What I loved about this movie was how it brought up questions like, what is evil and what is good? What does love look like? Can someone who does ‘evil’ things also have the ability to love and show kindness and self-sacrifice? Who is/are the villain(s) and who is/are the victim(s) in the story? The way I see it, although Abbey and her ‘Father’ had probably killed hundreds of people in violent and brutal ways, the ‘Father’ did it out of love, and Abbey did it out of the need to survive. The bullies, on the other hand, tortured and attempted to kill Owen out of pleasure, out of the desire to inflict suffering on another person. So who, in the end, is really evil? What does this even mean? Let Me In goes far and beyond the typical black and white story line of good vs. evil and allows the viewer to deal with all the grey areas, which really don’t have any clear cut answers. It really just teaches us to question any simplistic, preconceived notions that we hold and to reassess and consider that maybe the answers to such questions aren’t always as clear-cut.

Although Let Me In may be considered a dark and disturbing tale with more than a few scary, gruesome scenes… for me, it was really a story about unconditional love, self-sacrifice and loyalty; the agony of growing up and being different; and the innocence and purity of young love.

Although I haven’t seen the Swedish original, I thought Matt Reeves did a great job, despite the fact that a lot of the cinematography and scenes (apparently) are pretty much copies of the original. The film was still a visual feast to watch. I mean, when you have really good cinematography already, how are you supposed to firstly, make a remake of such a good film, and secondly, make it even better?!? It’s just impossible I think. So I’m sympathetic to Mr Reeves there. I enjoyed the film and I thought the storyline was original and the cinematography visually pleasing enough that I really didn’t care whether the film was “original” or not. As they say, imitation is the sincerest form of flattery, and to that I say, amen – all art is merely inspiration in the end.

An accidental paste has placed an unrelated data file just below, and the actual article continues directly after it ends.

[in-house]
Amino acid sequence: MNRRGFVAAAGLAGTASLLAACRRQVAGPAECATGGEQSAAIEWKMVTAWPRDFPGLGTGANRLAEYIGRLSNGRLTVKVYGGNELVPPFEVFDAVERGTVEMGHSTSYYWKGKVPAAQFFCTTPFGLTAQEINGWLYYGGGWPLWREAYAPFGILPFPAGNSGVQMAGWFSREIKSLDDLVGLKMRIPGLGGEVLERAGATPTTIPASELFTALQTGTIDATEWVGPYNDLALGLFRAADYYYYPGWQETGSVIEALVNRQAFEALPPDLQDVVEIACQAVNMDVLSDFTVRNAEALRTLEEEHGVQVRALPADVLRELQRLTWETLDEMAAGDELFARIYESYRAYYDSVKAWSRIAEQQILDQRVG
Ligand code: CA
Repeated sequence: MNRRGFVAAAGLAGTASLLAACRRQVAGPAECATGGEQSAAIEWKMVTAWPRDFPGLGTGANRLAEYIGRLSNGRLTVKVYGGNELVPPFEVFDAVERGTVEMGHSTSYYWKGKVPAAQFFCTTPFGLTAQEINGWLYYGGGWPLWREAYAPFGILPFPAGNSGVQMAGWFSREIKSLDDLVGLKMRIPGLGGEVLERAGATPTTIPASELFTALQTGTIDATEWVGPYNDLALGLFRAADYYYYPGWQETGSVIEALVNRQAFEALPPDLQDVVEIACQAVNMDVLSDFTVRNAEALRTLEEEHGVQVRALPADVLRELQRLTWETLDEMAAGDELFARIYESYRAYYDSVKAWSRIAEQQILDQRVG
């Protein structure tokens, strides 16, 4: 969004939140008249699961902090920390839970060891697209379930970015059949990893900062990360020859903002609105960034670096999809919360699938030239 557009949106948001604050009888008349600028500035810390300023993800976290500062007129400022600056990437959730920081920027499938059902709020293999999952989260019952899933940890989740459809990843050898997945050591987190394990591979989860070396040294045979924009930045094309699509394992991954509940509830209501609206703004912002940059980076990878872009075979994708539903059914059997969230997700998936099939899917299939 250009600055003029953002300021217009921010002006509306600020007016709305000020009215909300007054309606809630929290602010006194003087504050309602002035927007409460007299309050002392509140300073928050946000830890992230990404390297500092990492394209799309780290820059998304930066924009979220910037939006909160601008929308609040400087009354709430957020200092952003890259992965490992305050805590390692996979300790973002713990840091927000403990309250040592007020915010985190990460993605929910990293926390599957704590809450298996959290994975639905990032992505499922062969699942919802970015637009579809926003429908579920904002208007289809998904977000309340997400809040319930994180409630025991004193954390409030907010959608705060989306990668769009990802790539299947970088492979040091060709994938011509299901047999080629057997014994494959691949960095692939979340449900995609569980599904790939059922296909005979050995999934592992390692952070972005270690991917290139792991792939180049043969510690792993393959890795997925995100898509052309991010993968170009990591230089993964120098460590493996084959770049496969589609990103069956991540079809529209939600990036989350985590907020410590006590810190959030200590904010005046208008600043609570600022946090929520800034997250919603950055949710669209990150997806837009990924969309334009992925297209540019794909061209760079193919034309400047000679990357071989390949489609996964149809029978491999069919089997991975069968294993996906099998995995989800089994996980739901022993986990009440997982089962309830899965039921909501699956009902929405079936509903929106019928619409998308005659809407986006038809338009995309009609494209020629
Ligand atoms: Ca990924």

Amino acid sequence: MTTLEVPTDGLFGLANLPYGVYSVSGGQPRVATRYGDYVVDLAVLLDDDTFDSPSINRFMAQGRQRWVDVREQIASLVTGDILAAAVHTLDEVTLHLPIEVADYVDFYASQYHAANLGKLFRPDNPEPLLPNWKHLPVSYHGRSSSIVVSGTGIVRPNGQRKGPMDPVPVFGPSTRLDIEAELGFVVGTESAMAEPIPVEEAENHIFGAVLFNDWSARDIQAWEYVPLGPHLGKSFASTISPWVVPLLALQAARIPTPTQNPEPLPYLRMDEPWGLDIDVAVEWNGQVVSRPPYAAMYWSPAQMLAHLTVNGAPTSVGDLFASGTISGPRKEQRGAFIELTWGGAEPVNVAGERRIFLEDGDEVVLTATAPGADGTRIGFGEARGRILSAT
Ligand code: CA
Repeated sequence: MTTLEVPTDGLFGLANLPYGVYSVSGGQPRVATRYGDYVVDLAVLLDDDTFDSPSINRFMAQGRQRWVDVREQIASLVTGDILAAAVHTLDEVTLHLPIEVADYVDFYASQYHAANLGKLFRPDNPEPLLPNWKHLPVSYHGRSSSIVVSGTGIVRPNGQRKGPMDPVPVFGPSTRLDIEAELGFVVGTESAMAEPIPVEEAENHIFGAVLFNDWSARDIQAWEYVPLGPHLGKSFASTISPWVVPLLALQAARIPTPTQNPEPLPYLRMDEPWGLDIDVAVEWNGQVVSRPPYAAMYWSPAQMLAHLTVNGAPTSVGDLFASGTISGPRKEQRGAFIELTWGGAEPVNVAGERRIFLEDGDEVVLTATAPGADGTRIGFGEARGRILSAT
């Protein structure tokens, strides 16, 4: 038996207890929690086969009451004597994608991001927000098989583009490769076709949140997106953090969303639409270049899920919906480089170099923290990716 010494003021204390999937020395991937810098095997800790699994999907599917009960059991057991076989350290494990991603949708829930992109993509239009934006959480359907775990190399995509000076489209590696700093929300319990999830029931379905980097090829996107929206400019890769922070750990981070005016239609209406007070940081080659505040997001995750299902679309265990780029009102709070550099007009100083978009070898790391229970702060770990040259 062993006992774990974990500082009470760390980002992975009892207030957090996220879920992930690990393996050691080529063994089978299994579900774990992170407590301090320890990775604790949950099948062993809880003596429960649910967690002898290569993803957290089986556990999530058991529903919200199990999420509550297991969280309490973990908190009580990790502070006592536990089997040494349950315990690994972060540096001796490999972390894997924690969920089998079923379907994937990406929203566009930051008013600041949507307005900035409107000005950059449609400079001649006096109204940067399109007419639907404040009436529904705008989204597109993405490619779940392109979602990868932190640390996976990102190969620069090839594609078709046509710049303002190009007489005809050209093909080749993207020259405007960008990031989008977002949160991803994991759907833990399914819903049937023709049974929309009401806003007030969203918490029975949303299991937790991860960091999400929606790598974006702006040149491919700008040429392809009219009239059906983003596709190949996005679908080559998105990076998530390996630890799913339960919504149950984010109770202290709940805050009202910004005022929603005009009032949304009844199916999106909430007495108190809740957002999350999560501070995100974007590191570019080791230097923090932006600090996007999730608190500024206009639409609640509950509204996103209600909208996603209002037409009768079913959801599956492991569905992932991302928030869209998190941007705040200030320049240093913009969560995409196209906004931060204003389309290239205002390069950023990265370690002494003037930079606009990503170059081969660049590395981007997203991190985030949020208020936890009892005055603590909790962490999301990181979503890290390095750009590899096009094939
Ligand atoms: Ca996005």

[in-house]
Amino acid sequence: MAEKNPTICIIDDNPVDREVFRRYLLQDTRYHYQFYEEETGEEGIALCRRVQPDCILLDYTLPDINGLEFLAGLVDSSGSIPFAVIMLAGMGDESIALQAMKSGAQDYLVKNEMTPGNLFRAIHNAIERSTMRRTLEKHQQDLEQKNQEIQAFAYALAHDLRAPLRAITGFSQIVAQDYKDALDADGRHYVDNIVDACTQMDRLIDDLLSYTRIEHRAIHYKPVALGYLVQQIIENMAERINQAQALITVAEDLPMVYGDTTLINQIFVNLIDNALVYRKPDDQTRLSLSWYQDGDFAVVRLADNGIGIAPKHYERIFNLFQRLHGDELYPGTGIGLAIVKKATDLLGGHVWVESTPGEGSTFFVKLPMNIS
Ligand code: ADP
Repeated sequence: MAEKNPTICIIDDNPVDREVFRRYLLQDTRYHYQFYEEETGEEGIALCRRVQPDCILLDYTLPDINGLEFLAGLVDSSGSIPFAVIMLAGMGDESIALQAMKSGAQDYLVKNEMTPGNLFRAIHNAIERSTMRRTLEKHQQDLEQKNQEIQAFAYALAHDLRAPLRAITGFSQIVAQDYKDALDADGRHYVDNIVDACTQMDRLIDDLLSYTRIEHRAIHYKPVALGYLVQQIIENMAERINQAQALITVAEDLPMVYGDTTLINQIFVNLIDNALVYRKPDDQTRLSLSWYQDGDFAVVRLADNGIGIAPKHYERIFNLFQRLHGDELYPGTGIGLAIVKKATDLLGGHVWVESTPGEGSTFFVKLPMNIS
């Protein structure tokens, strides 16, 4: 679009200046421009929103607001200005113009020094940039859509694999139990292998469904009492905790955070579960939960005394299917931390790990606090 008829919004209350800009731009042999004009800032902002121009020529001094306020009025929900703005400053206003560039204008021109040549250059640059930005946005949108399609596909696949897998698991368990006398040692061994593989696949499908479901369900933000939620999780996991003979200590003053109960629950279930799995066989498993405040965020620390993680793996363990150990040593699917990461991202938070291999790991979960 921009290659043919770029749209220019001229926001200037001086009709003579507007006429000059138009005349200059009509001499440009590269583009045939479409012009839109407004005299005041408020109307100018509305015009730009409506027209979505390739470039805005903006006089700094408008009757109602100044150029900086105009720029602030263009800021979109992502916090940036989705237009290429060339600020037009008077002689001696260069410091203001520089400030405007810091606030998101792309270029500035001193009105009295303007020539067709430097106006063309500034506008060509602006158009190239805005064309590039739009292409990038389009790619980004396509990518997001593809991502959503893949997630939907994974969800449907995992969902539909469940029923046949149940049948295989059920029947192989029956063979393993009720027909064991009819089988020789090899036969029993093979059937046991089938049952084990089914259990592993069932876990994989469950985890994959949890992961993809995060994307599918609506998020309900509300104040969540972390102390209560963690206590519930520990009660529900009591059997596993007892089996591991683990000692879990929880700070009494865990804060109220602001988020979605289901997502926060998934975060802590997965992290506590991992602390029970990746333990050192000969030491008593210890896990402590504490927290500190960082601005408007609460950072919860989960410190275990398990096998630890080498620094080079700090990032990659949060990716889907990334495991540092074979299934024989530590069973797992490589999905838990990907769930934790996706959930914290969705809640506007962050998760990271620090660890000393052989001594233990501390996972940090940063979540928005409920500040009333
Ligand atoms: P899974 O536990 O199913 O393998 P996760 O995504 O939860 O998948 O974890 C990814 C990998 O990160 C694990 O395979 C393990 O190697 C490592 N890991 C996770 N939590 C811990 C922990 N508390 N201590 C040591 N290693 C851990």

Watch the trailer here.

reflections on hipster culture

You’ve seen them around. You might even know someone who is one. You might even BE one!…. I’m talking about hipsters, people. Hipsters are taking over the freaking world!

What is a hipster you ask? These days you can probably spot a hipster everywhere you turn, but chances are, if you’re not a part of the subculture, you probably had no idea that there was even a term to describe these people. Well, it’s time for some education in Hipsterdom!

Hipsters are a subculture of men and women typically in their 20’s and 30’s that value independent thinking, counter-culture, progressive politics, an appreciation of art and indie-rock, creativity, intelligence, and witty banter.

Although “hipsterism” is really a state of mind,it is also often intertwined with distinct fashion sensibilities. Hipsters reject the culturally-ignorant attitudes of mainstream consumers, and are often seen wearing vintage and thrift store inspired fashions, tight-fitting jeans, old-school sneakers, and sometimes thick rimmed glasses.

Both hipster men and women sport similar androgynous hair styles that include combinations of messy shag cuts and asymmetric side-swept bangs. Such styles are often associated with the work of creative stylists at urban salons, and are usually too “edgy” for the culturally-sheltered mainstream consumer. The “effortless cool” urban bohemian look of a hipster is exemplified in Urban Outfitters and American Apparel ads which cater towards the hipster demographic.

Despite misconceptions based on their aesthetic tastes, hipsters tend to be well educated and often have liberal arts degrees, or degrees in maths and sciences, which also require certain creative analytical thinking abilities. Consequently many hipsters tend to have jobs in the music, art, and fashion industries. It is a myth that most hipsters are unemployed and live off of their parent’s trust funds.